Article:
The short answer is to call me or another experienced Cleveland-area bankruptcy attorney, who should be able to answer your Chapter 7 questions quickly and accurately after a few quick questions. That being said, here are the most common things that prevent people from being able to file a Chapter 7:
1. You make too much money to file a Chapter 7 bankruptcy
Chapter 7 is intended to help low-income people, not people who have gotten into debt despite high incomes. The income cutoff is determined by the average income for your state, a figure that is recalculated from time to time. Keep in mind that just because you exceed the Chapter 7 bankruptcy income cutoff, that does not necessarily mean that you cannot file a Chapter 7 bankruptcy. It just means that your case becomes more complicated and the court will need to look at your expenses and other financial information to determine whether you qualify.
As of 12/31/2012, the cutoffs for Ohio are as follows:
1 person household cutoff = $41,946
2 person household cutoff = $52,139
3 person household cutoff = $59,724
4 person household cutoff = $72,764
The cutoff goes up an additional $7,500 thereafter for each additional member of the household.
If your income exceeds these levels, you still might be able to file a Chapter 7 bankruptcy, but it is more difficult. You will need to show that certain expenses, such as your mortgage, car payment, certain child care expenses, etc., are higher than average and leave you so little money left over at the end of the month that you are unable to repay your debts, even partially. You are not allowed to count all types of expenses in this analysis and the calculations are very technical. For more information about these income and expense calculations, see my blog post "What is the means test?"
2. You have filed bankruptcy in the last 8 years
You are only permitted to file Chapter 7 bankruptcy once every 8 years. If you get into debt problems during the 8-year period you either have to file a Chapter 13 bankruptcy, if you qualify for it, or find some kind of non-bankruptcy solution.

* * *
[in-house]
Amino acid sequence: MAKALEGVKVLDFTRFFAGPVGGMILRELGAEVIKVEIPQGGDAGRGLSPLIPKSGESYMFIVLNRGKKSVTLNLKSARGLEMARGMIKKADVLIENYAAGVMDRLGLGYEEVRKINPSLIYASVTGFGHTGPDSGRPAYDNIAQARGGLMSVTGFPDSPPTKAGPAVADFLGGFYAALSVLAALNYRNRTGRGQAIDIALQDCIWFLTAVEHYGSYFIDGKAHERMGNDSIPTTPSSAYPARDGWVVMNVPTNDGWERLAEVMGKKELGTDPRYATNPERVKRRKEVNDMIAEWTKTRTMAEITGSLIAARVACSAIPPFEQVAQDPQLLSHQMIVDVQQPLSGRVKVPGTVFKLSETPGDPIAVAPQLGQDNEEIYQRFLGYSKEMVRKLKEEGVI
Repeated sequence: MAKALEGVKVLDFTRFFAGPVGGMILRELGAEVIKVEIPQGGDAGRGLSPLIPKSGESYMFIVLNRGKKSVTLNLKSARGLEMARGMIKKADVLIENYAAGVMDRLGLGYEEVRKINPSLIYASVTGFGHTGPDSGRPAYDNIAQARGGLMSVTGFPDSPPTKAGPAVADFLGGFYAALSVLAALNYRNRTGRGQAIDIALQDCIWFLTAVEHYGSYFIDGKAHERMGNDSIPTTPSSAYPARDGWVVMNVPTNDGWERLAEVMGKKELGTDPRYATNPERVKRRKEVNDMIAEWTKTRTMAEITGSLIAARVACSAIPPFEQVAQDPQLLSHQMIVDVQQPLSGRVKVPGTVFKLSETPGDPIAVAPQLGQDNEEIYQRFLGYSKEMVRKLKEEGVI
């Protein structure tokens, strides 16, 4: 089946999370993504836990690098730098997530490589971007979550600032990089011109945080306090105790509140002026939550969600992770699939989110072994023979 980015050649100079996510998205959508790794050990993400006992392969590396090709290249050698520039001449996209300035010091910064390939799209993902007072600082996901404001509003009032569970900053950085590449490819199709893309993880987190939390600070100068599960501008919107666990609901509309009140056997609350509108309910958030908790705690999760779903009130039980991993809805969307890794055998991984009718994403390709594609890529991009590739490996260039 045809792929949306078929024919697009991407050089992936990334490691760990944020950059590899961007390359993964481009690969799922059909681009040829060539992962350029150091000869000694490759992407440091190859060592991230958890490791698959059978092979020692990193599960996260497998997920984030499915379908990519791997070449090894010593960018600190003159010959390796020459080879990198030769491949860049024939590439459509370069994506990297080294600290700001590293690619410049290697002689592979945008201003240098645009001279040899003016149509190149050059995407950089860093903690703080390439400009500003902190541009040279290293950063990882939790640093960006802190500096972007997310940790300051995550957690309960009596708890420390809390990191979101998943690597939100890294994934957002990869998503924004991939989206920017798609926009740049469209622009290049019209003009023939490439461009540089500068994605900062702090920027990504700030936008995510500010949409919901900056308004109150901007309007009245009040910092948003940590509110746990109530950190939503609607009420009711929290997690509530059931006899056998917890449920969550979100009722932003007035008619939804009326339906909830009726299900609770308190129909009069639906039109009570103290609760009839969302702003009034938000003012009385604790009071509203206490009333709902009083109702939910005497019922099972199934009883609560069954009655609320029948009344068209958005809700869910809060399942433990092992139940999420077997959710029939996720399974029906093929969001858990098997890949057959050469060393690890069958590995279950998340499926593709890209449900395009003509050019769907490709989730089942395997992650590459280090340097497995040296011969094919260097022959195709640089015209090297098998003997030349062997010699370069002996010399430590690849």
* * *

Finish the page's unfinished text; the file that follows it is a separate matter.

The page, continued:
3. You have valuable property that will be seized if you file a Chapter 7 bankruptcy
A lot of my clients technically qualify for Chapter 7 bankruptcy but decide not to file because it would cause the court to seize some of their property. The rules about what kinds of property can be seized are complex but summarize them here: The most common types of property seized by the court include houses, cars and portions of tax refunds for the following year. In addition, it is fairly common for whole life insurance policies, stocks and bonds, certificates of deposit, upcoming sales commissions, proceeds from divorce or personal injury lawsuits, and other types of assets to be seized by the court. After the court seizes the assets they are sold and paid out to creditors according to very specific rules.
Losing property as part of a Chapter 7 bankruptcy isn't always the end of the world. I have had dozens of clients decide that they don't care about their house or their car anymore as long as they can can eliminate their debts. I have also had clients work with the court to negotiate payment arrangements that allow them to keep property in a Chapter 7 bankruptcy that would otherwise be seized. The important thing to know is that I analyze all of my clients cases ahead of time and let them know what to expect when they go into court. If they are not comfortable with that, then we find another solutions besides Chapter 7 bankruptcy.